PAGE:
What Is a Bridge Rectifier?

By Dan Keen

Electricity in a home's power outlet is not in the form that's required by the circuitry inside electronic appliances. Power supplies are circuits made up of various components that convert the electricity that comes from the wall outlet into the various forms needed by the appliance. A bridge rectifier is a common part of those power supplies. It's a bridge-like setup involving four diodes that provides the same polarity of output voltage for either polarity of input voltage.

Converting AC To DC

Many electronic circuits require DC (direct current) rather than AC (alternating current), as well as different voltages than supplied through a home's electric outlet. The purpose of a power supply is to convert AC to DC, and to provide various voltages as needed by the appliance.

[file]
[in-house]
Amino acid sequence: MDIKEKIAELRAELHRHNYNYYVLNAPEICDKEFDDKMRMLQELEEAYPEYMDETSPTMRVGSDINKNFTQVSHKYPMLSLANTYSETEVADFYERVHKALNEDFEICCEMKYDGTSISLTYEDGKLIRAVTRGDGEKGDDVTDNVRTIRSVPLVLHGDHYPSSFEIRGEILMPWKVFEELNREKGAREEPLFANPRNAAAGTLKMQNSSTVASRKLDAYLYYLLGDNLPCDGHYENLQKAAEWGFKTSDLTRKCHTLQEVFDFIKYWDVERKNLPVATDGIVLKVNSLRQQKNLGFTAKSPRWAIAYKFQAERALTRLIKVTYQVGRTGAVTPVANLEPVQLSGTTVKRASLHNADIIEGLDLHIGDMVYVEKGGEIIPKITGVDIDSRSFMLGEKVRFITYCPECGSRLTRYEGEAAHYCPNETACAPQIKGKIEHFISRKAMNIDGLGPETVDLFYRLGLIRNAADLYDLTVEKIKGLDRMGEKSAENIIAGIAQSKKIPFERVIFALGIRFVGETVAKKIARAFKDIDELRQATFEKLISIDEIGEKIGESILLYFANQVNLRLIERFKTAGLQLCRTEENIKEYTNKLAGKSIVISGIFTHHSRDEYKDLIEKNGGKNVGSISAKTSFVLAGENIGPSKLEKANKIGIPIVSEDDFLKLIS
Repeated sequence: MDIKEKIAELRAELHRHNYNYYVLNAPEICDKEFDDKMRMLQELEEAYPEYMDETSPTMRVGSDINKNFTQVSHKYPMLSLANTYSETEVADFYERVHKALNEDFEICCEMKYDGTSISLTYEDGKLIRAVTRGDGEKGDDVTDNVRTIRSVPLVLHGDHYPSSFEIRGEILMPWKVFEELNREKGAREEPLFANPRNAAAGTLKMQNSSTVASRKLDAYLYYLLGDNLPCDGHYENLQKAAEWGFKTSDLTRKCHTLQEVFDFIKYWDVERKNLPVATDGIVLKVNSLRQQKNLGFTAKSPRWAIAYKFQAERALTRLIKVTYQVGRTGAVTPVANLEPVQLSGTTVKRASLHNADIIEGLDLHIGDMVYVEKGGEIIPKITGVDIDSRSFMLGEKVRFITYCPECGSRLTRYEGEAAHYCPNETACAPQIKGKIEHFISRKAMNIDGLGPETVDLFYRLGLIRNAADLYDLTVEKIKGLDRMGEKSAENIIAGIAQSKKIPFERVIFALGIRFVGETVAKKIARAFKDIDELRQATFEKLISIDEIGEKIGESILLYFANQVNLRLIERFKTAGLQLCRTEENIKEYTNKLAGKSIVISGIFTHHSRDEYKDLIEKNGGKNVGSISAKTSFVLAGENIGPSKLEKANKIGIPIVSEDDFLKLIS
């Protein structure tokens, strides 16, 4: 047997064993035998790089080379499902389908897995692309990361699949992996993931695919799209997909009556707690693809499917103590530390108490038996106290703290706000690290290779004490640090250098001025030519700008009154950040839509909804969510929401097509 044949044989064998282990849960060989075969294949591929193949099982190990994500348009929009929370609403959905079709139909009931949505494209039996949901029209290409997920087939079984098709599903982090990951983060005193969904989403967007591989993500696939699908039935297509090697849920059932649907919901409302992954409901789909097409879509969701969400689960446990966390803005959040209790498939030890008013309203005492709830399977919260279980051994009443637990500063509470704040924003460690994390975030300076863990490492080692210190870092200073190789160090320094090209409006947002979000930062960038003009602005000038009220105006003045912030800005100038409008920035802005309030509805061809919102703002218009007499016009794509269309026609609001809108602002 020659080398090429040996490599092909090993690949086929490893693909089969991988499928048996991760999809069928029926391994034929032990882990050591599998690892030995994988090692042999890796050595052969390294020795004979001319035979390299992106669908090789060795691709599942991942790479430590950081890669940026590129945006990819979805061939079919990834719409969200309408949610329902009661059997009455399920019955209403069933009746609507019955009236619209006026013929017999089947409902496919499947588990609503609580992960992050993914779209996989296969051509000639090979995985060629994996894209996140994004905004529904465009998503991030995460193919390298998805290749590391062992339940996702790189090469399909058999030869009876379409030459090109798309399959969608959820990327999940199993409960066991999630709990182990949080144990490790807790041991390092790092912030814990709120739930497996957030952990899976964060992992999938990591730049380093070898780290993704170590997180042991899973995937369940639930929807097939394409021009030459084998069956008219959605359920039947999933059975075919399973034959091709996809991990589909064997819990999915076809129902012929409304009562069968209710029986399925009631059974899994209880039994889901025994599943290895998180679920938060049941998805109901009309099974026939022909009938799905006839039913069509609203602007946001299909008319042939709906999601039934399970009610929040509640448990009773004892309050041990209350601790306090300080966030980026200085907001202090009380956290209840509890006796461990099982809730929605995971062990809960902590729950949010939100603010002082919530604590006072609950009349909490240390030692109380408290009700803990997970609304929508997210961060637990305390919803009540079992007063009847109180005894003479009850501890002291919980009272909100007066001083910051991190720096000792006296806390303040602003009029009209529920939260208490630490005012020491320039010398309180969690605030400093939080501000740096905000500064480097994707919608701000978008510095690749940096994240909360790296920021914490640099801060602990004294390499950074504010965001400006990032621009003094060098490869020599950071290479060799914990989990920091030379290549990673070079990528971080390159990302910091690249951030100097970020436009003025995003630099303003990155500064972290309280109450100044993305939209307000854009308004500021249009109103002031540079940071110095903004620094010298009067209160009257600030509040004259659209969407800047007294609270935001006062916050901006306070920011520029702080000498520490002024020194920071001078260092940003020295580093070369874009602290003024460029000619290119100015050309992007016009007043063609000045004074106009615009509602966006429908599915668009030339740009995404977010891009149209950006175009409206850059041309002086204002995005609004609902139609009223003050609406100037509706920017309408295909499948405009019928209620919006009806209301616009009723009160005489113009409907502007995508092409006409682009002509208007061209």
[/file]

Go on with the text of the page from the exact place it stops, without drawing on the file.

Semiconductor Diodes

Diodes are semiconductor components that allow electrical current to pass through them only in one direction. If the polarity (the "plus" and "minus") is reversed, current is blocked.

Bridge Rectifier Configuration

When four diodes are placed in a certain configuration in an electric circuit and an alternating current is supplied to them, the resulting output is a direct current. This setup is known as a "bridge rectifier" because the alternating current is rectified or changed to direct current.

Bridge Rectifier Package

For applications where small amounts of power are required, complete bridge rectifiers are available in a single, compact package, similar to other integrated circuit chips. These components require much less space and reduce the number of components needed on a circuit board, because the four diodes are contained inside the package.

Tube Diodes

In the early days of electronics, before the advent of semiconductor technology, bridge rectifier circuits were created by using vacuum tubes. Some tubes were available that contained two diodes in one tube, enabling a bridge rectifier circuit to be constructed with just two vacuum tubes.

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